To profit from the tutoring, the child does not necessarily have to work in his area of weakness or at the specific level of his deficiency. A project in New York City showed that some high school students, who were potential drop-outs, were paid to go into the ghettos to teach kindergarten and first grade children reading readiness skills. In seven months of tutoring the average gain in reading levels for the tutors was three and a half years. Perhaps the self-esteem involved in being appreciated, and seeing themselves as worthwhile, and becoming interested in somebody and some thing, along with the prestige, practice and interest accounted for the difference.

    A typical reaction to the tutoring program is, "How can you have this kind of kid tutoring kids in the lower grades who are so vulnerable?" The tutoring involvement can range from a behind-the-scene activity, to helping a first grader learn to tie his shoes to actually teaching basic concepts. In some cases we start with a "methods course" in preparation for tutoring. We have discussion sessions on the value of good manners and appearance, and teach them how to prepare a lesson plan. As we use it, each child develops his own methods according to what he wants to teach and how he plans to go about it.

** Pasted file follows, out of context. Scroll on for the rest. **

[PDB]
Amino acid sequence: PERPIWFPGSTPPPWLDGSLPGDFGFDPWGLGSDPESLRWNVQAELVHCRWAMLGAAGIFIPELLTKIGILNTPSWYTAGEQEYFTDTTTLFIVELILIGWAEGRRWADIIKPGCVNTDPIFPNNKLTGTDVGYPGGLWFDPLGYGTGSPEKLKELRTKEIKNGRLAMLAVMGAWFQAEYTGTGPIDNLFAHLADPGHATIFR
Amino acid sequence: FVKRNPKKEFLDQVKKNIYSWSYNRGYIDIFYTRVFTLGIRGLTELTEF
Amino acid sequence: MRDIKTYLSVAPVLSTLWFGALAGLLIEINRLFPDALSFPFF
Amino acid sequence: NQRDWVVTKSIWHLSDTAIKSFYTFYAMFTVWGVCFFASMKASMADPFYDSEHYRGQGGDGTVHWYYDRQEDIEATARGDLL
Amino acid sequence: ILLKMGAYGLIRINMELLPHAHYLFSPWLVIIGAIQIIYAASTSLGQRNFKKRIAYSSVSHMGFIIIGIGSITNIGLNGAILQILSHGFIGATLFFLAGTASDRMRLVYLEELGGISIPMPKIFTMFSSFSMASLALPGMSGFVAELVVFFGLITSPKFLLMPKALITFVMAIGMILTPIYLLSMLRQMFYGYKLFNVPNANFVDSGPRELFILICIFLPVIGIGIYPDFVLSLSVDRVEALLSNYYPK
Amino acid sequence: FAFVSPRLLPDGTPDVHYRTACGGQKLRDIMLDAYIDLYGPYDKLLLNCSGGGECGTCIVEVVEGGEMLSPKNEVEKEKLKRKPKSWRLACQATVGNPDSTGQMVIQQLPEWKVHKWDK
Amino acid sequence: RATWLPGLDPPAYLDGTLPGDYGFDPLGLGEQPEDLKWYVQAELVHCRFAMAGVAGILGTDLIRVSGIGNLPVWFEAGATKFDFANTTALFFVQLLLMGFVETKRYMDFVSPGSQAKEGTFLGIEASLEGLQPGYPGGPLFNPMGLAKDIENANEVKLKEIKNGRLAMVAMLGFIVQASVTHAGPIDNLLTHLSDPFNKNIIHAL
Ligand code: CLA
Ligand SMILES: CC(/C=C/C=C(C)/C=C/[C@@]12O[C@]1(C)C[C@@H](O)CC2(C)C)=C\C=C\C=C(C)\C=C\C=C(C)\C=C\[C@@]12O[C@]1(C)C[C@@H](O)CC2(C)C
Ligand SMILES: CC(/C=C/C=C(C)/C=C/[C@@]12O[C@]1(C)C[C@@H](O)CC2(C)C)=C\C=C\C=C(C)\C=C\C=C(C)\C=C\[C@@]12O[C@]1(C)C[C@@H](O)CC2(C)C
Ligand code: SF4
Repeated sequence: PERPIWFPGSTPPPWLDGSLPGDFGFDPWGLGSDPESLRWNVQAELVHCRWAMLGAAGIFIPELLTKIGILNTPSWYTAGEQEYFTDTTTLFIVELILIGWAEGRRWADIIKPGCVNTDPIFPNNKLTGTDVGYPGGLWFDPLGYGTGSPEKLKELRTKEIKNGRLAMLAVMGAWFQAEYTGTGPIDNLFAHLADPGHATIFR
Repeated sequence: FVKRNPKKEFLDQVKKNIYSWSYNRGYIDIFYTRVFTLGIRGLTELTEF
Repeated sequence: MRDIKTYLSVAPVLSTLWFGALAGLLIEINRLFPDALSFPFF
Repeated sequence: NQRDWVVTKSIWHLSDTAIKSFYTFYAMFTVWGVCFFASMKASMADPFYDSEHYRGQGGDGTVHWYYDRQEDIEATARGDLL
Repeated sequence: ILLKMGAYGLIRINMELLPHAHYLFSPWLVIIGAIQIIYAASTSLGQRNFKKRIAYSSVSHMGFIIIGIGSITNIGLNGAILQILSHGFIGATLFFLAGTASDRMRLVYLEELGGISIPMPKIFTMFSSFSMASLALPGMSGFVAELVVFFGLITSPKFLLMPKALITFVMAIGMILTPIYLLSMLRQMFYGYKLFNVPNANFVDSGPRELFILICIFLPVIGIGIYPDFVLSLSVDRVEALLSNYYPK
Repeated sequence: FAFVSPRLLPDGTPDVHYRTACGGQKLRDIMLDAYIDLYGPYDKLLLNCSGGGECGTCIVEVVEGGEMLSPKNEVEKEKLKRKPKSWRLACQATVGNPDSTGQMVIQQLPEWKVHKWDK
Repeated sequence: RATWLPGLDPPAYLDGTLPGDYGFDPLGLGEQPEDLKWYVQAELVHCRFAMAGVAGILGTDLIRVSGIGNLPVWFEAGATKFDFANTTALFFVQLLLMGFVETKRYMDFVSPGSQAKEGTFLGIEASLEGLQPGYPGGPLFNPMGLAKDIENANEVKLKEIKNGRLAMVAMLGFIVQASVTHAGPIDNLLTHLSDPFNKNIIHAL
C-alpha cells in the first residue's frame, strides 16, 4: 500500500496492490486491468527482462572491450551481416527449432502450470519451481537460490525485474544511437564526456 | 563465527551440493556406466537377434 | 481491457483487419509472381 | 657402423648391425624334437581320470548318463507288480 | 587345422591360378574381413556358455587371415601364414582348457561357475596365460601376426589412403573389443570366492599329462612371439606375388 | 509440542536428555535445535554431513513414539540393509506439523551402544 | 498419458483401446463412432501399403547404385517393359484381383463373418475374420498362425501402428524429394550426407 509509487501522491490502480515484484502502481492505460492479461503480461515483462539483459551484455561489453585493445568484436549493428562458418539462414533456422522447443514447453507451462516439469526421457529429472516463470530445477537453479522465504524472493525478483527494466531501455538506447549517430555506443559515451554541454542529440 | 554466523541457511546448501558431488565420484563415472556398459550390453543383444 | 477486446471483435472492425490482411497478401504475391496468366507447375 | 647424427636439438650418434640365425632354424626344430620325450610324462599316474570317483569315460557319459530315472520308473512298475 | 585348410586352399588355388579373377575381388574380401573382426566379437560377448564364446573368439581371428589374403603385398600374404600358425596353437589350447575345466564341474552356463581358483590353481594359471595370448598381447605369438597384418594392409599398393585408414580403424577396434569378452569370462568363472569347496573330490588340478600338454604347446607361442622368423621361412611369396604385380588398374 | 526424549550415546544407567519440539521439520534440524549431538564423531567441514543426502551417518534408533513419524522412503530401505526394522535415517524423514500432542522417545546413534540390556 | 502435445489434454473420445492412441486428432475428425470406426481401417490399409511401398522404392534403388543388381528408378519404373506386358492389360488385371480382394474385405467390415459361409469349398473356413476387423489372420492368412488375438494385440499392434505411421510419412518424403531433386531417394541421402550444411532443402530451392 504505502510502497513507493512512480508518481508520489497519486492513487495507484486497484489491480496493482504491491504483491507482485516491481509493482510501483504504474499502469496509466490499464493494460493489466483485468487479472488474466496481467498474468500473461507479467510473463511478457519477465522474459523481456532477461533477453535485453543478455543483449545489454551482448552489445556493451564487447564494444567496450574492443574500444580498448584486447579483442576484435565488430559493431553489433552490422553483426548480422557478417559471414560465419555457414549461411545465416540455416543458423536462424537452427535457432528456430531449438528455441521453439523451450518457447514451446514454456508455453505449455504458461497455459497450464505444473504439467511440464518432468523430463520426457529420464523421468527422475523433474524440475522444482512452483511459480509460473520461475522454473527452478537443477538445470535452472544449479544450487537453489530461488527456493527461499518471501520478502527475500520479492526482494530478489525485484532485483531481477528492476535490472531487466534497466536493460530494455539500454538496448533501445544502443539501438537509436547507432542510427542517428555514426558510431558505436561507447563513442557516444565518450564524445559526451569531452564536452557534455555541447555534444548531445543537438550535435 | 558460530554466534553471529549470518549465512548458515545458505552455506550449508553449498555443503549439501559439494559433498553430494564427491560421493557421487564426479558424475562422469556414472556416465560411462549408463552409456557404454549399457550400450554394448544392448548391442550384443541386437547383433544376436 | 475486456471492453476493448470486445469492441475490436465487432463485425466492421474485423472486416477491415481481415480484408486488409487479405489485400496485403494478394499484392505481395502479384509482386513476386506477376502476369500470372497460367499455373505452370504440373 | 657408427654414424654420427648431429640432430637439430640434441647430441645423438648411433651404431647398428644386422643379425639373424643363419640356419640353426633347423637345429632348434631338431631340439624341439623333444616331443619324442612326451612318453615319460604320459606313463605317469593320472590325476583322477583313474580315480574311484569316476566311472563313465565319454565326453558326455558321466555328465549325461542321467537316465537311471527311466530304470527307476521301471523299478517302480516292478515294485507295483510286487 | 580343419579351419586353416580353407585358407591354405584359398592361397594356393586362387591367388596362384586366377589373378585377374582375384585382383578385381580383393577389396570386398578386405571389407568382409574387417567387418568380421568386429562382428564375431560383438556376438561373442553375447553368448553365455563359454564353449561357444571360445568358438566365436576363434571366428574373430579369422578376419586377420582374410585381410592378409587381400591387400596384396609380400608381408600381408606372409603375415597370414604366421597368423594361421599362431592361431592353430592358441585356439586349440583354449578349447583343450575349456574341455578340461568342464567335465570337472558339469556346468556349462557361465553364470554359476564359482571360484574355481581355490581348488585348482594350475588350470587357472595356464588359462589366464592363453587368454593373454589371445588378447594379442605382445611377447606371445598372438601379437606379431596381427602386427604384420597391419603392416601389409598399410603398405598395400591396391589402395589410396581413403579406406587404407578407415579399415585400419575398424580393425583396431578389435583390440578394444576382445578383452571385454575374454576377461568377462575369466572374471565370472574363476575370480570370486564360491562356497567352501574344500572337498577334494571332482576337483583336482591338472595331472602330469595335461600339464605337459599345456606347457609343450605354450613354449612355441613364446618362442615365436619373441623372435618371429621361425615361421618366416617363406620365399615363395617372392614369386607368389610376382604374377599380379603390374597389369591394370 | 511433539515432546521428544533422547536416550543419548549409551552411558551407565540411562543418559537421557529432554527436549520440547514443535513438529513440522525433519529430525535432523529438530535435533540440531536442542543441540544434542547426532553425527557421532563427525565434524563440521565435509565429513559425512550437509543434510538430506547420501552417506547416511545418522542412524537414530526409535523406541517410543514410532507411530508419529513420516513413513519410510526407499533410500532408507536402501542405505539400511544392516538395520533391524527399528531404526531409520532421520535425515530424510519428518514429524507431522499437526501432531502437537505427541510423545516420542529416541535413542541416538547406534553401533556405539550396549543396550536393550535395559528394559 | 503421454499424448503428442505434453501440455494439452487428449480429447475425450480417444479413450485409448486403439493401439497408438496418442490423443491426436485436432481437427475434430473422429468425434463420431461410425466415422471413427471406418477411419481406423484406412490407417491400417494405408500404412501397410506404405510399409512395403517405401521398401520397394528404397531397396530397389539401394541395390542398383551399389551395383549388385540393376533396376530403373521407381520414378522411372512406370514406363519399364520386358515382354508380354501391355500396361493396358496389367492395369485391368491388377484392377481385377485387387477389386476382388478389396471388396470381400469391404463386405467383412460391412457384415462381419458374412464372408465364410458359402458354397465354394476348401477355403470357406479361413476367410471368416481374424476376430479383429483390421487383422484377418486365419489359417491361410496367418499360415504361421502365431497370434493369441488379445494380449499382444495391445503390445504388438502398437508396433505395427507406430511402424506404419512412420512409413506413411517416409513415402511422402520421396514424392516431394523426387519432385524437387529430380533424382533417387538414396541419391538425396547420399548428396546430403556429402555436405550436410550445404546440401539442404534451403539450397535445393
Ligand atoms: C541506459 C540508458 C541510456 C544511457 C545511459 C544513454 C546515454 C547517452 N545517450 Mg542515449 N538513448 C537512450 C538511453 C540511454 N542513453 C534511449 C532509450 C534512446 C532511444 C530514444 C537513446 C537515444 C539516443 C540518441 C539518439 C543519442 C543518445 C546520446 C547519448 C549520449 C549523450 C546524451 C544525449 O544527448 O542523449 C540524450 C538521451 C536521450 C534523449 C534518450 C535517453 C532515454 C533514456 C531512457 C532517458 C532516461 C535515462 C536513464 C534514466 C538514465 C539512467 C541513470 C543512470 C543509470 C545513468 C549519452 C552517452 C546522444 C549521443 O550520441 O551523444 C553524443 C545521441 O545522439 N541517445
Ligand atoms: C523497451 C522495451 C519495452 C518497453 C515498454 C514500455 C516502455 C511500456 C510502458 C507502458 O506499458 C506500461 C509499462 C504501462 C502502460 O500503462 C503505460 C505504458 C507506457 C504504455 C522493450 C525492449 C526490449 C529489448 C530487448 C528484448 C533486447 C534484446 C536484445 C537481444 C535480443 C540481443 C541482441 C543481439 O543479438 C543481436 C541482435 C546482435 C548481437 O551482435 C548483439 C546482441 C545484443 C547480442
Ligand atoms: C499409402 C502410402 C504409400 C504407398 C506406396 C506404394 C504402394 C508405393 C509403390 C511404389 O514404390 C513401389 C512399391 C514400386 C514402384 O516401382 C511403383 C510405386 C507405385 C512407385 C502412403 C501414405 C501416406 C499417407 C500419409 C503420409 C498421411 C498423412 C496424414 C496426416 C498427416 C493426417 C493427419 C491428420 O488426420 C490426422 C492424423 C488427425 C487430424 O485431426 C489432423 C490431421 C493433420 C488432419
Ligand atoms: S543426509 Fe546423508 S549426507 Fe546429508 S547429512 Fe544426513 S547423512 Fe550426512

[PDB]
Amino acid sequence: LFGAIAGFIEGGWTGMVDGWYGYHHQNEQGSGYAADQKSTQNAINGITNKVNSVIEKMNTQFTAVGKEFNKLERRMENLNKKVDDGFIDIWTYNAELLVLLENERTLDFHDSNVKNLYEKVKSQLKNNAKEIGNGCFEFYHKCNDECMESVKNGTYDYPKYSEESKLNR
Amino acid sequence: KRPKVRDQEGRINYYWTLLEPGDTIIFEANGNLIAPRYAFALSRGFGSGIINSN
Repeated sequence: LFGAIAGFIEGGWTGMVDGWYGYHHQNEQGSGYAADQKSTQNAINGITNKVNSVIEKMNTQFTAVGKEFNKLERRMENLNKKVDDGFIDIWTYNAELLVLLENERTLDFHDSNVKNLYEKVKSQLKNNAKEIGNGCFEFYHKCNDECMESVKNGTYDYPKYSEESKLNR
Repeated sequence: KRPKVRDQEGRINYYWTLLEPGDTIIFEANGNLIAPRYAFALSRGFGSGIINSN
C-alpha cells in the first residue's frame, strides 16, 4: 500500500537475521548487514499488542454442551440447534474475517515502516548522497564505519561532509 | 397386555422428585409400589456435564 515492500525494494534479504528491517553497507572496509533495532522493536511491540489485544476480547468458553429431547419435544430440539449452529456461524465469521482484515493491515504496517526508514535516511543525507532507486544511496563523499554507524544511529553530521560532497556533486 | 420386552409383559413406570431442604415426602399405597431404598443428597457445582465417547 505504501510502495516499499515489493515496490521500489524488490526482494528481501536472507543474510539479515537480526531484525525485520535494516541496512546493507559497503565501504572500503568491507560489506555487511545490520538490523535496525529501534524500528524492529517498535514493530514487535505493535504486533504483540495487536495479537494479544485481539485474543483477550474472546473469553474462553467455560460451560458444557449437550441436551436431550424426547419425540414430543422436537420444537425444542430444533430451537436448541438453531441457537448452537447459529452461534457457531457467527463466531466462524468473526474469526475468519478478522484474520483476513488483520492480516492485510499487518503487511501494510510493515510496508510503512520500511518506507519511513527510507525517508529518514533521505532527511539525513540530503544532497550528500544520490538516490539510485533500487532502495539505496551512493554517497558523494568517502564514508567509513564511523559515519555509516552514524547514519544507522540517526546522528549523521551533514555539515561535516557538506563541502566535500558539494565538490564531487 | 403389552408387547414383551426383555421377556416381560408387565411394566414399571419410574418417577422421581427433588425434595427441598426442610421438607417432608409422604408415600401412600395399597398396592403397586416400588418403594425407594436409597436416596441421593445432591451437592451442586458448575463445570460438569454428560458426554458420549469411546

A second phase of the tutoring is materials preparation. The children create worksheets according to what they plan to teach. They do everything from making pictures to go with consonant sounds, to making puzzles or maps of the United States, or studying lists of words with the long vowel sounds. In some cases we have even had a second-grade teacher come before the class to request the class to work as a group to make certain materials for her. We use a lot of first and second grade activity books in our room for ideas.

    We encourage those kids who are interested, to work up plays and skits and presentations of various sorts, to be presented to first or second grade classes. Sometimes they make up rather elaborate plays and write their own songs (parodies).